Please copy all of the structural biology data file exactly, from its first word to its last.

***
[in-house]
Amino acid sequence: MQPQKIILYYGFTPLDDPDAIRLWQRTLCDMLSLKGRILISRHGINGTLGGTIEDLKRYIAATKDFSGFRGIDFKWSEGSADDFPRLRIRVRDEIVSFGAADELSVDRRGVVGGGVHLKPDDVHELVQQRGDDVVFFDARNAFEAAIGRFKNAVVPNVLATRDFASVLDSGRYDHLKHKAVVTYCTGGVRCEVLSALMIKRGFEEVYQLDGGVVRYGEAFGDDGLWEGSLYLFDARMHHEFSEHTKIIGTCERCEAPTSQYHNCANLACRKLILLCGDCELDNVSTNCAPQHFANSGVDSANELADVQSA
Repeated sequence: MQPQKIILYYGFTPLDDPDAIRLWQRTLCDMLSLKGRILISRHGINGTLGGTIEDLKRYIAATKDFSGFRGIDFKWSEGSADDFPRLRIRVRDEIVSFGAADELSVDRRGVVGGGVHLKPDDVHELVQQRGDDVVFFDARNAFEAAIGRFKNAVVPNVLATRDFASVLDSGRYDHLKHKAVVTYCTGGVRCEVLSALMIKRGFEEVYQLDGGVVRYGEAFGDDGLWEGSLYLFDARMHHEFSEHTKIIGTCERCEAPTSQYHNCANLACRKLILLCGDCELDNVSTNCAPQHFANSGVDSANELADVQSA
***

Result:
[in-house]
Amino acid sequence: MQPQKIILYYGFTPLDDPDAIRLWQRTLCDMLSLKGRILISRHGINGTLGGTIEDLKRYIAATKDFSGFRGIDFKWSEGSADDFPRLRIRVRDEIVSFGAADELSVDRRGVVGGGVHLKPDDVHELVQQRGDDVVFFDARNAFEAAIGRFKNAVVPNVLATRDFASVLDSGRYDHLKHKAVVTYCTGGVRCEVLSALMIKRGFEEVYQLDGGVVRYGEAFGDDGLWEGSLYLFDARMHHEFSEHTKIIGTCERCEAPTSQYHNCANLACRKLILLCGDCELDNVSTNCAPQHFANSGVDSANELADVQSA
Repeated sequence: MQPQKIILYYGFTPLDDPDAIRLWQRTLCDMLSLKGRILISRHGINGTLGGTIEDLKRYIAATKDFSGFRGIDFKWSEGSADDFPRLRIRVRDEIVSFGAADELSVDRRGVVGGGVHLKPDDVHELVQQRGDDVVFFDARNAFEAAIGRFKNAVVPNVLATRDFASVLDSGRYDHLKHKAVVTYCTGGVRCEVLSALMIKRGFEEVYQLDGGVVRYGEAFGDDGLWEGSLYLFDARMHHEFSEHTKIIGTCERCEAPTSQYHNCANLACRKLILLCGDCELDNVSTNCAPQHFANSGVDSANELADVQSA